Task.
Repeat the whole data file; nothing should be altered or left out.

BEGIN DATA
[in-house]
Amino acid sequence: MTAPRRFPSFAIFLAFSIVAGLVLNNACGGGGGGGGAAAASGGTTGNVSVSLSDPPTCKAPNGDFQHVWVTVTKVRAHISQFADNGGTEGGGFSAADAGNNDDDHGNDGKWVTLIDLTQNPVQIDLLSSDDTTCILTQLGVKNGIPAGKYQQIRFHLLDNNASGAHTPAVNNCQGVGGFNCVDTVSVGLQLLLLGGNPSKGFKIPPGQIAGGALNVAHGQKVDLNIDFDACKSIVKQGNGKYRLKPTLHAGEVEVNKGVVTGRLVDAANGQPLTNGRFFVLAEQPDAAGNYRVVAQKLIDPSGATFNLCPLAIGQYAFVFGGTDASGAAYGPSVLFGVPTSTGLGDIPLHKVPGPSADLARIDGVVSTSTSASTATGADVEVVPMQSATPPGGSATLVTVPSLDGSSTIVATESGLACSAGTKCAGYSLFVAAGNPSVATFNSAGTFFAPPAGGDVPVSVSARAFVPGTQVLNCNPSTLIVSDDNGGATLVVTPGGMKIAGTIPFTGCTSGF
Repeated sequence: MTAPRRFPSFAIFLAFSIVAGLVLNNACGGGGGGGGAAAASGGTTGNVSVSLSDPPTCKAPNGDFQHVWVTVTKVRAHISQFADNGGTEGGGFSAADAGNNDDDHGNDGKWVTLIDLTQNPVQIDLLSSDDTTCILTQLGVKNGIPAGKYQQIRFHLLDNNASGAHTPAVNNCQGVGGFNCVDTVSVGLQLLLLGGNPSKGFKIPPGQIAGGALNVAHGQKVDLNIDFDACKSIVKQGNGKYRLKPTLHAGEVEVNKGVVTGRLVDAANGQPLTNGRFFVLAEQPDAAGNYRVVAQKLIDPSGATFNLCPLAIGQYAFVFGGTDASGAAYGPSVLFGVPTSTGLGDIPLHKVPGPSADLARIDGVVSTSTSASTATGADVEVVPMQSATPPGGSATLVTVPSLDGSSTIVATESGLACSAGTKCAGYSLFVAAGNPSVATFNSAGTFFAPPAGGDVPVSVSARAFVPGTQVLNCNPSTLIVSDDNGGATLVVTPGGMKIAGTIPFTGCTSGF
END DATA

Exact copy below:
[in-house]
Amino acid sequence: MTAPRRFPSFAIFLAFSIVAGLVLNNACGGGGGGGGAAAASGGTTGNVSVSLSDPPTCKAPNGDFQHVWVTVTKVRAHISQFADNGGTEGGGFSAADAGNNDDDHGNDGKWVTLIDLTQNPVQIDLLSSDDTTCILTQLGVKNGIPAGKYQQIRFHLLDNNASGAHTPAVNNCQGVGGFNCVDTVSVGLQLLLLGGNPSKGFKIPPGQIAGGALNVAHGQKVDLNIDFDACKSIVKQGNGKYRLKPTLHAGEVEVNKGVVTGRLVDAANGQPLTNGRFFVLAEQPDAAGNYRVVAQKLIDPSGATFNLCPLAIGQYAFVFGGTDASGAAYGPSVLFGVPTSTGLGDIPLHKVPGPSADLARIDGVVSTSTSASTATGADVEVVPMQSATPPGGSATLVTVPSLDGSSTIVATESGLACSAGTKCAGYSLFVAAGNPSVATFNSAGTFFAPPAGGDVPVSVSARAFVPGTQVLNCNPSTLIVSDDNGGATLVVTPGGMKIAGTIPFTGCTSGF
Repeated sequence: MTAPRRFPSFAIFLAFSIVAGLVLNNACGGGGGGGGAAAASGGTTGNVSVSLSDPPTCKAPNGDFQHVWVTVTKVRAHISQFADNGGTEGGGFSAADAGNNDDDHGNDGKWVTLIDLTQNPVQIDLLSSDDTTCILTQLGVKNGIPAGKYQQIRFHLLDNNASGAHTPAVNNCQGVGGFNCVDTVSVGLQLLLLGGNPSKGFKIPPGQIAGGALNVAHGQKVDLNIDFDACKSIVKQGNGKYRLKPTLHAGEVEVNKGVVTGRLVDAANGQPLTNGRFFVLAEQPDAAGNYRVVAQKLIDPSGATFNLCPLAIGQYAFVFGGTDASGAAYGPSVLFGVPTSTGLGDIPLHKVPGPSADLARIDGVVSTSTSASTATGADVEVVPMQSATPPGGSATLVTVPSLDGSSTIVATESGLACSAGTKCAGYSLFVAAGNPSVATFNSAGTFFAPPAGGDVPVSVSARAFVPGTQVLNCNPSTLIVSDDNGGATLVVTPGGMKIAGTIPFTGCTSGF